Trilochan Singh Oberoi, 64, who had earlier told rediff.com that he was confident of winning his legal battle, was proved right after he was re-employed as a correctional officer by the California Department of Corrections and Rehabilitation on October 27.
In 2005, Oberoi applied for a position as a correctional officer with the CDCR. He advanced to the final stage of the application process, which involved being fit-tested with a particular model of a tight-fitting respirator mask, and was told that he could not take the test unless he were to shave off his beard.
In February 2007, Oberoi filed an appeal with the California State Personnel Board concerning the CDCR's denial of his opportunity. Despite the SPB's decision, as well as numerous attempts by Oberoi and his volunteer counsel to contact the CDCR to facilitate his hiring, the CDCR ignored the court order and refused to hire Oberoi in any capacity.
On July 31, 2009, Dhillon & Smith filed a complaint in the Sacramento County Superior Court, alleging religious discrimination.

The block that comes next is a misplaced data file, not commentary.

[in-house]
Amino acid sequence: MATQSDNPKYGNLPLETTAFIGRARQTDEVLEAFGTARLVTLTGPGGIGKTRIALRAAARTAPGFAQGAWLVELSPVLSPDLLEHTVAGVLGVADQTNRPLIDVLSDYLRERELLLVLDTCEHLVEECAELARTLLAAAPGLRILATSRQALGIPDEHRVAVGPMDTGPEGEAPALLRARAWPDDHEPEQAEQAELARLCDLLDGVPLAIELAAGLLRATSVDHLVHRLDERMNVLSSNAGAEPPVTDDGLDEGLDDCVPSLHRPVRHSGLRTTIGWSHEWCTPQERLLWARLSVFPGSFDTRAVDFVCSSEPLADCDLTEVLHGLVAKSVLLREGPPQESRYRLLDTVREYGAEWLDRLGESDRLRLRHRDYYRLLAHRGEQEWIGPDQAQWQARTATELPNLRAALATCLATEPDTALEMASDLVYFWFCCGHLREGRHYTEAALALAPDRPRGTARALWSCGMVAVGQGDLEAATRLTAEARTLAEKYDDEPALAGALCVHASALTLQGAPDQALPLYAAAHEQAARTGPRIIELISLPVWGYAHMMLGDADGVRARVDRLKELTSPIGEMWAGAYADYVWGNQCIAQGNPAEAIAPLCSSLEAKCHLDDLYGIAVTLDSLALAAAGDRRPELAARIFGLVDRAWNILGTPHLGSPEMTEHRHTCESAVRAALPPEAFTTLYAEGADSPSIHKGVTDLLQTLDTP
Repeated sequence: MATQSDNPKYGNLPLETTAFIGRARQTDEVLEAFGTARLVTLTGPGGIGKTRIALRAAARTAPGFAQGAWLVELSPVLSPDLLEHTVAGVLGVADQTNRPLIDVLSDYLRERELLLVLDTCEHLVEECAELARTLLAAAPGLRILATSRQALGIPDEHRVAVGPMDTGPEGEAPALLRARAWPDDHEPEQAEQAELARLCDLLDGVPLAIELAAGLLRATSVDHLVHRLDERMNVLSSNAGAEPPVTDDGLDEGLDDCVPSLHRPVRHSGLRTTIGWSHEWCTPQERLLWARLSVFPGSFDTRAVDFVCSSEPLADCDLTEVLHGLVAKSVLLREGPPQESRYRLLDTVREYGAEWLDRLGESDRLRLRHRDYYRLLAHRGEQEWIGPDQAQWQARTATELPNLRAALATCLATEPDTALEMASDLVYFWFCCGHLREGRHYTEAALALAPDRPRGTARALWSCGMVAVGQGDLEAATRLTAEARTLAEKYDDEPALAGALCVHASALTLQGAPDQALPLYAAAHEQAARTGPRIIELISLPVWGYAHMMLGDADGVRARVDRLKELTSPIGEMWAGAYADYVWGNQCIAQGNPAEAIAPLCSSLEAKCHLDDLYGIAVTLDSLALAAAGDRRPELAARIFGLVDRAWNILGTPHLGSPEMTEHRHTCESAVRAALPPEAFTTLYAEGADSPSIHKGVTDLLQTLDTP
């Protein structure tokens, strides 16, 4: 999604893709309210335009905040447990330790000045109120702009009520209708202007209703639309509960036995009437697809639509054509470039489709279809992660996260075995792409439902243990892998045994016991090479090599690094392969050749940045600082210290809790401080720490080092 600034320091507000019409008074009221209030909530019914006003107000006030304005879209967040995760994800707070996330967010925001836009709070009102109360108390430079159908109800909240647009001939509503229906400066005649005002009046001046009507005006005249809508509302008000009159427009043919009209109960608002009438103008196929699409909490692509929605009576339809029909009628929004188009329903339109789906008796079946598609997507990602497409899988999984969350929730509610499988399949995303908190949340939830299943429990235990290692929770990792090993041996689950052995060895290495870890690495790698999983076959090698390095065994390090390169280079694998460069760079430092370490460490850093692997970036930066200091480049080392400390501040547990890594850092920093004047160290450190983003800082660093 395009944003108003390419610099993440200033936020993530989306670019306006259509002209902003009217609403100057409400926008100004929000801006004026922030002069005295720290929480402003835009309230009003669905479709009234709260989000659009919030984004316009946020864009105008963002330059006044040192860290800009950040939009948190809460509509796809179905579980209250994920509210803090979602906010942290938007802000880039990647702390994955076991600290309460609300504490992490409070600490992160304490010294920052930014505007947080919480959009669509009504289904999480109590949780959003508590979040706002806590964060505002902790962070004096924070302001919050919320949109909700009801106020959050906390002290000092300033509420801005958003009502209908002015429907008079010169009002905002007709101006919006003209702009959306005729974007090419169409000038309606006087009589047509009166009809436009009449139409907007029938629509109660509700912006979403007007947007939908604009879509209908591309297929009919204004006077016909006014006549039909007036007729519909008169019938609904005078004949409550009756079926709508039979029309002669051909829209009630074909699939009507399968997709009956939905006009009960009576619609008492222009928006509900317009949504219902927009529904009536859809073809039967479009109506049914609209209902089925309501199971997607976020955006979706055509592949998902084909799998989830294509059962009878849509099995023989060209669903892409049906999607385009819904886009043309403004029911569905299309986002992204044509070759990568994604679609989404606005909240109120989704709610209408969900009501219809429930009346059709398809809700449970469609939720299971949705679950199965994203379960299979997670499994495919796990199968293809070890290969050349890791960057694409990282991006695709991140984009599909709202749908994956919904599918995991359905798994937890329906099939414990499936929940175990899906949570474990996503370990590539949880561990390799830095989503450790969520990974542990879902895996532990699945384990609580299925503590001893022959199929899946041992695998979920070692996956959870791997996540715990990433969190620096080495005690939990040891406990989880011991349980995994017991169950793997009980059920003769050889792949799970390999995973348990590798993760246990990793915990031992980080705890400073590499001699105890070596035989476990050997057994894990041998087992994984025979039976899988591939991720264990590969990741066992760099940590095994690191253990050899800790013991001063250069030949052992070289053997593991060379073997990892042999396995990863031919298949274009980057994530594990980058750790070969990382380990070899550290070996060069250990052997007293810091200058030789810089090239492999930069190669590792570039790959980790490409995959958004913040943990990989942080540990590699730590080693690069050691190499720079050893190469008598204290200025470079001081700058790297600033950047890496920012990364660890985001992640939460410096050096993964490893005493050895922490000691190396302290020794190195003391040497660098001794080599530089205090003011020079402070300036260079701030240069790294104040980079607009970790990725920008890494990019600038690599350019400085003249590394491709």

Finally, in August 2011, the CDCR accepted Oberoi's long-standing offer to engage in settlement communications, and the parties engaged in a day-long private mediation before a retired state appeals court judge that resulted in the long-awaited justice Oberoi had been seeking in the four-year-old litigation.
From November 1, he will start working at the CDCR.
"I am very happy that I will finally get the chance to serve my community in law enforcement by working for the CDCR. It was a long battle but ultimately the CDCR recognised that hiring me was the right thing to do," said Oberoi.
The CDCR also agreed to make a payment of $295,000 to Oberoi and his counsel.
"Oberoi's legal battle exemplifies the challenges many Sikhs face in the United States in seeking private and government employment after 9/11, as widespread ignorance, prejudice and hate pose serious challenges to equal opportunity for South Asians, and particularly Sikh Americans, who are often mistaken for middle eastern terrorists," stated Oberoi's lead trial counsel Harmeet K Dhillon.